Fawning health

Fawning health

Iodine deficiencyScabby mouth - parapox
Limited information in deer. May cause calving difficulty and weak calves at birth,Iodine can be tested in blood or milk of hinds and long acting injections can be given during pregnancy (off label)Deer specific parapox virus can cause scabby lesions around the mouth and face of young fawns that affect their ability to suckle. Severe lesions are most likely in immunocompromised animals. Outbreaks are more common when there are a lot of thistles. Natural exposure to the virus provides good and possibly lifetime immunity.
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Ticks on fawnsTagging, sexing mothering
Ticks are in their adult stage at the time of fawning and are often in high numbers in the same areas that fawns like to hide (rushes, scrub).  High levels of ticks can remove enough blood from fawns to weaken or kill them. It is difficult to check fawns without disturbing the hinds. Preventing the build up of ticks prior to calving is the best option. Pyrethrum containing ear tags in hinds can help reduce ticks on fawns.Fawns can be caught and tagged at birth (depending on farm set-up) or later when they are at least a month old. Hinds and fawns can be very carefully mustered, fawns tagged and separated from the mothers for a period of time. On release back with the dams, the mothers can be identified by fawn suckling. Note that some cross suckling does occur so this method is not 100%.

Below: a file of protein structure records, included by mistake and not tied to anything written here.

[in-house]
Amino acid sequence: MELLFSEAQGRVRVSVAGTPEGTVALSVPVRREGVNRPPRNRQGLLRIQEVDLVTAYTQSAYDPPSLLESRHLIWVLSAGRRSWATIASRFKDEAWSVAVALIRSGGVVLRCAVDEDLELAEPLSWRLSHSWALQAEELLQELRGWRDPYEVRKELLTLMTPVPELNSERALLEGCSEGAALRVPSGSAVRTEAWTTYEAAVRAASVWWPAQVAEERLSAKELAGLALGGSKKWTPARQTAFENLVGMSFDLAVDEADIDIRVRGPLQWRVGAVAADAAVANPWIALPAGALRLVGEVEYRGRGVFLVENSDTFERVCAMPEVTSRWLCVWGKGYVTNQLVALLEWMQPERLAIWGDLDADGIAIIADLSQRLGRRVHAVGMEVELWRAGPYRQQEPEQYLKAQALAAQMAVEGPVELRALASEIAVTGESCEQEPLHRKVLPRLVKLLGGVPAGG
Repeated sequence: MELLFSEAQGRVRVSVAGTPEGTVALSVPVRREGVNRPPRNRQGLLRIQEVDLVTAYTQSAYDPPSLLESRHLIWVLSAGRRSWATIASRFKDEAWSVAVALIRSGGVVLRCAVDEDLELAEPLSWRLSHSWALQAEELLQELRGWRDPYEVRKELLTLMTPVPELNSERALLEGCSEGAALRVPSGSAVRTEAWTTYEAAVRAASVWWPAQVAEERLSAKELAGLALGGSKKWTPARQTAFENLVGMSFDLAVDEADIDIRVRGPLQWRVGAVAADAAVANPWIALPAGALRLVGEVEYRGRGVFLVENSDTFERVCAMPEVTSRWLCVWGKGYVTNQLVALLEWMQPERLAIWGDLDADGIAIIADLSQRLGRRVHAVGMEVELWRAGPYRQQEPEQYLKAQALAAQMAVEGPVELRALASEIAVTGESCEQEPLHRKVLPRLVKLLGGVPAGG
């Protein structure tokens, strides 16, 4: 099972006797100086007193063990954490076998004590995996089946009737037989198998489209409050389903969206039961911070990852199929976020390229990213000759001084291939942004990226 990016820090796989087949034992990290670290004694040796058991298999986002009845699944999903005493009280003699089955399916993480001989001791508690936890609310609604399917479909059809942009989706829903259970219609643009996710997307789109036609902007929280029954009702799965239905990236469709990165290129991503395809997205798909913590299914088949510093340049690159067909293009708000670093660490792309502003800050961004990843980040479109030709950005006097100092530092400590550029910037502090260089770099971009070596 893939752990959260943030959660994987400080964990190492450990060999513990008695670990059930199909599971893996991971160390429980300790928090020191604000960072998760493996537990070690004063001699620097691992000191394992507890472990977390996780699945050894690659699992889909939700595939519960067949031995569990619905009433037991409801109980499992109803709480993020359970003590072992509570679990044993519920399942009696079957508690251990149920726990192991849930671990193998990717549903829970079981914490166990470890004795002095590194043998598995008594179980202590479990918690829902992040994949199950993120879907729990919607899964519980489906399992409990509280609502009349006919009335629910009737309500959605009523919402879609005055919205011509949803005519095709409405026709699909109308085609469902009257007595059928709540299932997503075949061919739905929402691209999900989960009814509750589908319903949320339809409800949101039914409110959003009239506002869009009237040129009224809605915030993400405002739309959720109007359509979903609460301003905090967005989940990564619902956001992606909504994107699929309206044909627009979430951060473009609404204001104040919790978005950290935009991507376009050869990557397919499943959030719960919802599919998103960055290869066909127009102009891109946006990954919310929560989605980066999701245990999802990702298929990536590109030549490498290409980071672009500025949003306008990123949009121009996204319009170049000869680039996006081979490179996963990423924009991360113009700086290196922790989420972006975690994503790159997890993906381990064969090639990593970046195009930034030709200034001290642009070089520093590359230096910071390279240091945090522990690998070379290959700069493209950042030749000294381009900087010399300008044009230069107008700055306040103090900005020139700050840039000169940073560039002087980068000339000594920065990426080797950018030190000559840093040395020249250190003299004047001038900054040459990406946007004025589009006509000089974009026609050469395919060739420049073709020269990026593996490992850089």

Learn more about ticksLearn more about deer management
Selenium deficiencyRyegrass staggers
Limited information in deer.Many NZ soils are low in selenium. May cause weak fawns at birth or sudden death due to heart failure in older fawns. Selenium can be provided through fertiliser or supplementsDeer can be affected by ryegrass staggers in the late summer. They may be susceptible to misadventure due to their natural flighty nature. Avoid grazing young deer in high risk paddocks for prolonged periods. Develop a pasture renewal plan to avoid ryegrass staggers in all stock.
Learn more about seleniumLearn more about ryegrass staggers
CryptosporidiosisLeptospirosis vaccine
Rarely occurs in deer and causes diarrhoea, dehydration and death in the first few weeks of life.Only a problem with high stocking density, intensive situations or calving in lowland paddocks that have been used for rearing cattlebeast/dairy calvesYersiniavax for Yersiniosis, Leptospirosis vaccine, Clostridial vaccine (off-label). Decision to vaccinate should be on an individual farm risk and cost-benefit analysis.All of these vaccines require a sensitiser and a booster shot 4-6 weeks apart with both given after 12 weeks of age and before the risk period. The risk period for leptospirosis and yersiniosis is late autumn and winter.
 

Learn more about yersiniosis. About Leptospirosis , or about clostridial diseases

Copper deficiency - fawn lamenessFoot abscesses